• Tell stories. Build an outdoor bonfire and roast wieners.
  • Laugh lots.

You have many tools and resources in your home to be content. Recycle those decorating magazines, and volunteer at the local thrift shop. In New Zealand, they call them “OP Shops” which is short for opportunity shops. We have lots of opportunities to re-purpose our stuff and be content with what we have. It might also be a good idea to shut off HGTV to curb your “house envy” episodes.

Open the good book and be content in going God’s way.

Rave reviews

“A joy to work with, heard loud and clear. When the farmers laughed or asked a great question, I knew they were listening and really wanted to learn from her. Her tips were easy to understand. It was just about understanding that conflict happens, and to have the confidence in yourself to ask for what you want. In the glowing review from farmers after her presentation, I knew they had heard that loud and clear.”
Maddy Berner, Event Planner & Communications Coordinator, National Milk Producers Federation National Milk Producers Federation
“I wanted to say a HUGE thank you for your virtual kitchen table chat with Arlan Academy. My wife and I signed up as it was exceptionally relevant to our current journey with potentially transitioning to her parents’ farm. The session was able to cover so many aspects of these crucial conversations and hearing you speak to both sides of the conversation was eye opening for my own perspective on this topic. It seemed to be very well attended and sounded like there were many other people who would echo my thoughts and feelings on it.”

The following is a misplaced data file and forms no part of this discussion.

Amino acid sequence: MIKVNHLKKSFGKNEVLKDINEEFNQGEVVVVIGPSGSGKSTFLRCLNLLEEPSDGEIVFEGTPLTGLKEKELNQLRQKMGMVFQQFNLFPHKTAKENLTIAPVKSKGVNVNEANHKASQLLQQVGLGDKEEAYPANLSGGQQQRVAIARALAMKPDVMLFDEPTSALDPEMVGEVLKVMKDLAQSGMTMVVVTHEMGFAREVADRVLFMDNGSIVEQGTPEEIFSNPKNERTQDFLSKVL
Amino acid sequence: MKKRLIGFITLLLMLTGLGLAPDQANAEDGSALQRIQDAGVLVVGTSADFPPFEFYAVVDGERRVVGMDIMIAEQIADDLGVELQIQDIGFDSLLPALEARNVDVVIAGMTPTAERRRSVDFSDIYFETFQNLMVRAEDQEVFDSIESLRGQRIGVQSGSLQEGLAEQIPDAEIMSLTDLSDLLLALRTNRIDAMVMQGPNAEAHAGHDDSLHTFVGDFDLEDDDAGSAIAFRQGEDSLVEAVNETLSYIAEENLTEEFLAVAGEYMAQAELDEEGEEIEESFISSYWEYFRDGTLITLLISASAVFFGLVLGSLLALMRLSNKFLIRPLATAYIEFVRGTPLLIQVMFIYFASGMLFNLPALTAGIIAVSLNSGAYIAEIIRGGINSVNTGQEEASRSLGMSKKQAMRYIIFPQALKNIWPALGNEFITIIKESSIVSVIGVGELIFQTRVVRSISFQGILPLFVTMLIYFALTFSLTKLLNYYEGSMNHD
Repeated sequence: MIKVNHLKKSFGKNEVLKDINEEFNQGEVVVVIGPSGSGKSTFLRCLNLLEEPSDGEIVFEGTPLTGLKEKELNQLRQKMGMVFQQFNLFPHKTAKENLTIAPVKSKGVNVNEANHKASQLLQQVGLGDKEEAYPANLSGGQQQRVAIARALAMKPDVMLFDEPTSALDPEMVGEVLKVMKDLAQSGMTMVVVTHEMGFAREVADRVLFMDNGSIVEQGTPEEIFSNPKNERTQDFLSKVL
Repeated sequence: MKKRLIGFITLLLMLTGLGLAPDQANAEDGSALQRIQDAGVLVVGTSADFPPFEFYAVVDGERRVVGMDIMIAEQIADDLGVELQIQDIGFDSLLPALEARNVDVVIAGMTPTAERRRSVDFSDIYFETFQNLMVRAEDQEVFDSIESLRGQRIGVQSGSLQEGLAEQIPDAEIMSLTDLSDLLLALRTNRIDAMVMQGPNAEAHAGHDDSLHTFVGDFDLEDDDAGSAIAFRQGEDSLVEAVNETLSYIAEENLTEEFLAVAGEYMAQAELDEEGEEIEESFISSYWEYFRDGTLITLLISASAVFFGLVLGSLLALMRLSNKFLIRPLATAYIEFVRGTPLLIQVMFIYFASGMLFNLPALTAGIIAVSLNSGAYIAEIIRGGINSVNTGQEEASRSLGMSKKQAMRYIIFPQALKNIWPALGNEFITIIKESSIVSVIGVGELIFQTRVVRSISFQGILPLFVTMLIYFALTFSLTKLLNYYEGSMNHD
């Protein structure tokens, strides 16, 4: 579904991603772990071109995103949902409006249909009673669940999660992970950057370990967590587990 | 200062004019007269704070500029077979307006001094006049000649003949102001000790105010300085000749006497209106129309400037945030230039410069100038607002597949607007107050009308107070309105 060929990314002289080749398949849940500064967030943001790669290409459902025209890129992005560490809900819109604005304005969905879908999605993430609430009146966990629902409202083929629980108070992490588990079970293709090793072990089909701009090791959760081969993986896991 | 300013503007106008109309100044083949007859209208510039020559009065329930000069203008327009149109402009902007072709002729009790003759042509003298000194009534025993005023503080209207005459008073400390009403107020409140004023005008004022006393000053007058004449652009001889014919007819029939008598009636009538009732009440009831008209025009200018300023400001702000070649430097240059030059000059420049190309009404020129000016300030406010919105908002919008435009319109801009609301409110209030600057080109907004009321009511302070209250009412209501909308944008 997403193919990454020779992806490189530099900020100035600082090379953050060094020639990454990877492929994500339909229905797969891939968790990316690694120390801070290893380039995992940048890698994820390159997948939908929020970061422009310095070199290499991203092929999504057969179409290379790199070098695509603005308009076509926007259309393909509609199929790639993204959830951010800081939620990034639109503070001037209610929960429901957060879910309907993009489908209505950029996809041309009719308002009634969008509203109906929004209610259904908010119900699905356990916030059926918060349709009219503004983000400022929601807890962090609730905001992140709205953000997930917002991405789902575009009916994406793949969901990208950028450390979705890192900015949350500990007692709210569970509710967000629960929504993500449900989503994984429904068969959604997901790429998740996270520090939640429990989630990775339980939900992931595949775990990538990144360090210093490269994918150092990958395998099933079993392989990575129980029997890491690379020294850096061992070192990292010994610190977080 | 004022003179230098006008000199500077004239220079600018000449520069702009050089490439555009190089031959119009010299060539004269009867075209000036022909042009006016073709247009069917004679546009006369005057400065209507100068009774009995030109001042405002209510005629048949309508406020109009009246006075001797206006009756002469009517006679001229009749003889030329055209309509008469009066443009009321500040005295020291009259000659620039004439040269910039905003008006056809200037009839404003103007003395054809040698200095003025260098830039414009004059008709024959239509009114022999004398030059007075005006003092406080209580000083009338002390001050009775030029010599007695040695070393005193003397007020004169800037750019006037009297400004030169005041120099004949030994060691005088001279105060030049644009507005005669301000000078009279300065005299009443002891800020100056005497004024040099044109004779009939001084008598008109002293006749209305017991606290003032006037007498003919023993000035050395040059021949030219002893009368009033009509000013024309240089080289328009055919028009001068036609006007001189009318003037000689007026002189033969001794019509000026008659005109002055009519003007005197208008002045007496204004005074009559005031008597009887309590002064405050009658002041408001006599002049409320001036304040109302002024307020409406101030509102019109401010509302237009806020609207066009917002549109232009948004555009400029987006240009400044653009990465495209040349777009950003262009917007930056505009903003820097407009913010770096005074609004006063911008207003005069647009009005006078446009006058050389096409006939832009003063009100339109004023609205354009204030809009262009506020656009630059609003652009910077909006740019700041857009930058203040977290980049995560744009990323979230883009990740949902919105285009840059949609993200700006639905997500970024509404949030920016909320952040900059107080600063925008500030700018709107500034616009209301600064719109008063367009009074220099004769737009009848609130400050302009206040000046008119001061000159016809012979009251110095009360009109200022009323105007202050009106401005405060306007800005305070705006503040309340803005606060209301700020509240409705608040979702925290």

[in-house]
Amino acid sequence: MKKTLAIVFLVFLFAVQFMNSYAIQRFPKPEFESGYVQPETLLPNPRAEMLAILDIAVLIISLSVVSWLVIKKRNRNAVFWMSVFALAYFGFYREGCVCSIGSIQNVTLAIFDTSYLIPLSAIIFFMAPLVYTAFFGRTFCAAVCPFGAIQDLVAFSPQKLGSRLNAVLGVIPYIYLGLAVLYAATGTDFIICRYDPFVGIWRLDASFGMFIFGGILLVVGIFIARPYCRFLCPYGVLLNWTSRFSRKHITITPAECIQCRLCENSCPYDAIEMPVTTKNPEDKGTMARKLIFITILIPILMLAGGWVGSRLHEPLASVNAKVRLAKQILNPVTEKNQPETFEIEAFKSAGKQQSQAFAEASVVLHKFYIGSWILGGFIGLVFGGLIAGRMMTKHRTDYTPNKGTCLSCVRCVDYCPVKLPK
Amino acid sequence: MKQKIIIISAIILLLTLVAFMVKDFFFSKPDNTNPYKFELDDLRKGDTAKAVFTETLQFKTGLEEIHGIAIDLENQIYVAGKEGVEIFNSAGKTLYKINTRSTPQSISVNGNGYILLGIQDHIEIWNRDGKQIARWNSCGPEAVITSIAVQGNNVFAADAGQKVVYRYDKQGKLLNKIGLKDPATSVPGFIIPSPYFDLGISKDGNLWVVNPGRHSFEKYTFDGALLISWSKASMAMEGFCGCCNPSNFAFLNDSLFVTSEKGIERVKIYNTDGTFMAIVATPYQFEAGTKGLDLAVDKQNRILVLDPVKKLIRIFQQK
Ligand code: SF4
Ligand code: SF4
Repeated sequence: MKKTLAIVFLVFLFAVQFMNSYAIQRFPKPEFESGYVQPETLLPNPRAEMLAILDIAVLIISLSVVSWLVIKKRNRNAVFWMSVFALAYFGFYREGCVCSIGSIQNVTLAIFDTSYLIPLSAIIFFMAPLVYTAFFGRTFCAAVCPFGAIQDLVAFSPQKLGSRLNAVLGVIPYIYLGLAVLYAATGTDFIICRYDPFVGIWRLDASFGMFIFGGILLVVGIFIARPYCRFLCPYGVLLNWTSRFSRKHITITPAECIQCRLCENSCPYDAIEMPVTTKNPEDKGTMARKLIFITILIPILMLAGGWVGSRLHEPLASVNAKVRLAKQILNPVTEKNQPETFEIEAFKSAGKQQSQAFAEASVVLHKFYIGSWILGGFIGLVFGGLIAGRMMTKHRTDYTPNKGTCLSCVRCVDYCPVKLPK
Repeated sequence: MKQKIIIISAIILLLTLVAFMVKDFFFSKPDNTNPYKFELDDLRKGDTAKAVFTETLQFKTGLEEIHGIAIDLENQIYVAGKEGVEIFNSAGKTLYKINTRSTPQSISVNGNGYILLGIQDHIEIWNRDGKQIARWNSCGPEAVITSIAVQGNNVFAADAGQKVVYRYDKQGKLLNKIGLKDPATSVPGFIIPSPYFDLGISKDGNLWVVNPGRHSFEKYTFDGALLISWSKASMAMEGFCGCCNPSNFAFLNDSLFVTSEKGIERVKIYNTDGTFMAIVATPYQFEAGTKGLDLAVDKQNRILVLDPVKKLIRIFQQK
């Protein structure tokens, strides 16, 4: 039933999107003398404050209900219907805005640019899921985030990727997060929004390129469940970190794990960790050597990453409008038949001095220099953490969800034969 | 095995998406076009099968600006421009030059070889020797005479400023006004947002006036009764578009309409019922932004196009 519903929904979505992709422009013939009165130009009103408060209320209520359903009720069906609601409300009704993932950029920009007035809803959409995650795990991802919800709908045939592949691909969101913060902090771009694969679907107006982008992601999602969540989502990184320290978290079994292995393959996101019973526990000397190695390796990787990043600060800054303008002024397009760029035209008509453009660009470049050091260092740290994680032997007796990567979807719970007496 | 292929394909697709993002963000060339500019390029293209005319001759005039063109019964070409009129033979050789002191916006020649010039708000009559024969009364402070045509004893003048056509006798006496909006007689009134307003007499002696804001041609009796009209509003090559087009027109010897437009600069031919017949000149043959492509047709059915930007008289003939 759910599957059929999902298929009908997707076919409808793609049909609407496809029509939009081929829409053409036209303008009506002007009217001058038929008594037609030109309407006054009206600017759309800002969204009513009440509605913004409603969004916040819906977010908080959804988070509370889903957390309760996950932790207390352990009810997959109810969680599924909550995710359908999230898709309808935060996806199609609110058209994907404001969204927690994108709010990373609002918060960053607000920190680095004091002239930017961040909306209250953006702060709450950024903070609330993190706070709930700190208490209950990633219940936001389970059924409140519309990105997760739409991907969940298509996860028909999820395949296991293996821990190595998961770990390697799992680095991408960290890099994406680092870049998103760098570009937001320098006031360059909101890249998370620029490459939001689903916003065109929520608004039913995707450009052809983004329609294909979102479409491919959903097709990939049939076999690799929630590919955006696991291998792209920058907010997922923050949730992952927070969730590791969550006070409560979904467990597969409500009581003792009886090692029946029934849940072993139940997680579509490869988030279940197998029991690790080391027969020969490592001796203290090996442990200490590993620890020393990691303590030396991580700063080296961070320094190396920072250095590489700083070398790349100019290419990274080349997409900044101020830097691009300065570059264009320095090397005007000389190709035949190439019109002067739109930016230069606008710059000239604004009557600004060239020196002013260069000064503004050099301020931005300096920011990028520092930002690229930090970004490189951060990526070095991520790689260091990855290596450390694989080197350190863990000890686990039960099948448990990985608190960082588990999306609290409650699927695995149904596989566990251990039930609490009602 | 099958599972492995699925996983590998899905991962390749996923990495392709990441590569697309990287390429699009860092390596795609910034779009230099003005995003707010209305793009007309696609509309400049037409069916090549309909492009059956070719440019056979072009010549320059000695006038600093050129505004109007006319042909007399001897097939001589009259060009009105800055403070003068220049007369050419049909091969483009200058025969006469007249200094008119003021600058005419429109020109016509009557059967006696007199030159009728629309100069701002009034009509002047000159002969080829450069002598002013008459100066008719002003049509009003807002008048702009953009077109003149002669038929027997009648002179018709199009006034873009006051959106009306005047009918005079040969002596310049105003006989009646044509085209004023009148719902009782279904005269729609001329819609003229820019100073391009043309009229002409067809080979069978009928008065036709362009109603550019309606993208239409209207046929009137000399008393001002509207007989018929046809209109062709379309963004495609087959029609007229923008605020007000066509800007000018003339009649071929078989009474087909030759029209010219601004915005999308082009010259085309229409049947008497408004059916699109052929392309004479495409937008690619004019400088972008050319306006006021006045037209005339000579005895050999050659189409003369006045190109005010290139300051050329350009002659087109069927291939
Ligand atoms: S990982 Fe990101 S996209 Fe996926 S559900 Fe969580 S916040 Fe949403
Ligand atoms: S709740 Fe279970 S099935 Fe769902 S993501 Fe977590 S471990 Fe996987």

N. Oakley, Farmer, Ontario
“Elaine helped me allocate $1 Million of assets the night I listened to her. Elaine’s presentation brings value to the use of my services in my office.”
Don Forbes, Forbes Wealth Management
“I recently joined in and listened to your Healthy Farmer Agriwebinar for FMC. I truly enjoyed hearing your perspective and even went and grabbed my Mom, away from her work, to come and listen in on some of your main points as well! One area that really stood out for me, both personally with our own succession plans and with our clients, was your discussion involving "Instant Influence" and how ready are you to change? I loved this concept!”
Annessa Good, FCC Transition Specialist, Alberta
“Elaine Froese truly is the Farm Whisperer. With her big heart and stern resolve, she guides families through uncharted waters and helps them arrive safely at their desired destination. She has been there, done that, and has helped hundreds of families come out on the other side. With your family and your farm legacy on the line, you owe it to yourself to start this conversation. You do not need to do it alone. Let Elaine Froese guide you through. Your legacy is being written day by day. How will you be remembered?”
Tracy Brunet, Host of The Impact Farming Show & CEO of Farm Marketer
“You speak like you’ve been sitting at our kitchen table! You know our family issues well. I am feeling more comfortable understanding what we now need to do. Elaine Froese is real.”
Audience Member,
“I attended the meeting you spoke at in Stratford Ontario recently. We held an emergency family/farm meeting today because of issues that I had enough of. We used a 'talking stick' like you recommended and wrote a chart of rules. The rest of the family thought the idea that we needed a meeting was worth rolling their eyes over, until we got started. The younger ones were quick to clue in that they now have an opportunity to be bluntly honest. The older ones took a bit longer to believe they could truly say what they think. In the end, the meeting needed two sessions because there was so much to talk about… and so many things people didn't realize were a big deal to the others. Your lessons and encouragement have given us the tools we need to get to a better place in our relationships and our business. Truly thankful.”
Kim Martin, Dairy Farmer, Ontario
“Helped me develop my framework to start having constructive and meaningful conversations around the farm.”
Tennille Wakefield, Farm Partner
“Some great lessons, Elaine! You continue to do some remarkable and potentially life-changing work.”
James Mitchell, Principal, Conversations Consulting